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He [Buruma] marveled over Ramadan’s mix of anti-globalist fervor and ultra-conservative cultural views. “In American terms,” Buruma remarked, “he is a Noam Chomsky on foreign policy and a Jerry Falwell on social affairs.” ~Paul Berman

So, in other words, he’s rather like…me?  Well, not quite.  For starters, my grandfather did not found the Muslim Brotherhood in Egypt (a piece of information that any cursory introduction to Ramadan always mentions, but which Berman has failed to bring up in the first page and a half of his miniature biography).  Of course, this description of Ramadan doesn’t tell us much about him, since the religion and tradition he wants to conserve are radically different from the religion and tradition that I want to conserve.  Incidentally, Berman does not go into much detail about why Ramadan was denied an entry visa when he tried to come to this country.  It was denied because the government claimed he gave material support to Palestinian terrorists.  Now it may be that the government is wrong, but you would think that something like that would be worth mentioning early on. 

Anyway, there is nothing that strange or marvelous about a combination of social and cultural conservatism and ferocious anti-globalism and anti-imperialism.  Indeed, the two pretty much go hand in hand.  “Don’t Tread On Me” and “mind your own business” are saying more or less the same thing with slightly different emphases.  It is only because of the weird confluence in a few Western countries of the battered remnants of classical liberalism with social and cultural traditionalism (a combination of the interests of capital and cultural capital, you might say) that those who are (at least rhetorically and symbolically) culturally conservative at home endorse the whirlwind of “creative destruction” sweeping over the world and devastating, er, “enriching” everyone else’s cultures.  Perhaps this is because these people see this process as a creation of “our” culture and therefore a demonstration of our culture’s vitality or value, but then they have to ignore that this creation acts rather like a nihilistic parricide against the very culture that raised it up in the first place. 

The more fiercely conservative you are about your religion, your culture, its habits, morals and traditions, the more likely you are to regard all forms of globalism and globalisation–political, economic, cultural–as perverse, destructive and hostile to your “vision of order” and your way of life.  Opposition to hegemonism and globalisation on the one hand and opposition to cultural decay and fragmentation on the other are a natural pair.  Support for their opposites (with some qualifications in the realm of foreign policy) forms another natural pair.  The paleocon combination is the normal, relatively more common conservative response to these phenomena around the world.  The pairings of social democracy/cultural hedonism and economic liberalism/cultural conservatism are extremely weird and abnormal.  It doesn’t actually make sense for people who want to preserve tradition to support international capitalism with the enthusiasm that many conservatives do, and indeed some “conservatives” today not only see the contradiction but decide that they are quite happy to let tradition fall by the wayside for the most part.  That is the outcome of the fraud of “fusionism”: the decision to discard virtue and to start a torrid affair with “economic dynamism.”  The marriage of liberty and virtue that “fusionism” was supposed to represent and defend did not take account of that “other woman,” which we might also call “growth.”  For that matter, it doesn’t make much sense for people who believe social solidarity is extremely important to endorse rampant individualism in social and cultural matters.  Both are like patients suffering from ulcers who believe that drinking acid will help with the cure.  These combinations exist only in fully industrialised Western societies and map onto no other alignments anywhere on earth.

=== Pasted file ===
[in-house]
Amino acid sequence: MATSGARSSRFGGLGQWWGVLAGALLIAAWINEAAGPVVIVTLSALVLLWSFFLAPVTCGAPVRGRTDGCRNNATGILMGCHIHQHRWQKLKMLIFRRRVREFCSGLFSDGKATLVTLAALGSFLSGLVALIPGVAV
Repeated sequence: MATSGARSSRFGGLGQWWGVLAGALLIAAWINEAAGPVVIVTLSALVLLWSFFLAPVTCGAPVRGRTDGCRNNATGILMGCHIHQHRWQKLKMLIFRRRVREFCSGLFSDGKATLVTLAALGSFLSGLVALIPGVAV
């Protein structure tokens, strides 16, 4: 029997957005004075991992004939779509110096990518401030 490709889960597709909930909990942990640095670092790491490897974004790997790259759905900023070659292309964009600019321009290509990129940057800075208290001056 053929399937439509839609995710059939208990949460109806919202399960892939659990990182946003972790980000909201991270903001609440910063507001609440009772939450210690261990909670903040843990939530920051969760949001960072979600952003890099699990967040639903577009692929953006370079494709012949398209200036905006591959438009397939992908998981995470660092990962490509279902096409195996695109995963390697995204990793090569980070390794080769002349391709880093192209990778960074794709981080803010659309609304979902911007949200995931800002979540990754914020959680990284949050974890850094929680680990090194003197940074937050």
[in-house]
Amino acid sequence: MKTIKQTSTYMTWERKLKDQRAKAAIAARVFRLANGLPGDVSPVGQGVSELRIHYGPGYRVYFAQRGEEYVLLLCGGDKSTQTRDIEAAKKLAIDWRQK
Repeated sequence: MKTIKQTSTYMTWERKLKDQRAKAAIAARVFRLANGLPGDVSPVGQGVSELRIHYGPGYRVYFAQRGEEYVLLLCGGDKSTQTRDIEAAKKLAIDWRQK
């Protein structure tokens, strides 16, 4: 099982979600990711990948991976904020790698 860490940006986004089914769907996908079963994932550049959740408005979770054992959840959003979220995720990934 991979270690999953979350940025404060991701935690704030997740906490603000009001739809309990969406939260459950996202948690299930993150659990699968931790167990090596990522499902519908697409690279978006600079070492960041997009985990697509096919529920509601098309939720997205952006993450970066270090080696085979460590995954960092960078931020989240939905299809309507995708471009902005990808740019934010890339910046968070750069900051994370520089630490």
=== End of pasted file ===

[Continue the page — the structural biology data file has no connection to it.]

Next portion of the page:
about the author

Daniel Larison is a senior editor at TAC, where he also keeps a solo blog. He has been published in the New York Times Book Review, Dallas Morning News, World Politics Review, Politico Magazine, Orthodox Life, Front Porch Republic, The American Scene, and Culture11, and was a columnist for The Week. He holds a PhD in history from the University of Chicago, and resides in Lancaster, PA. Follow him on Twitter.

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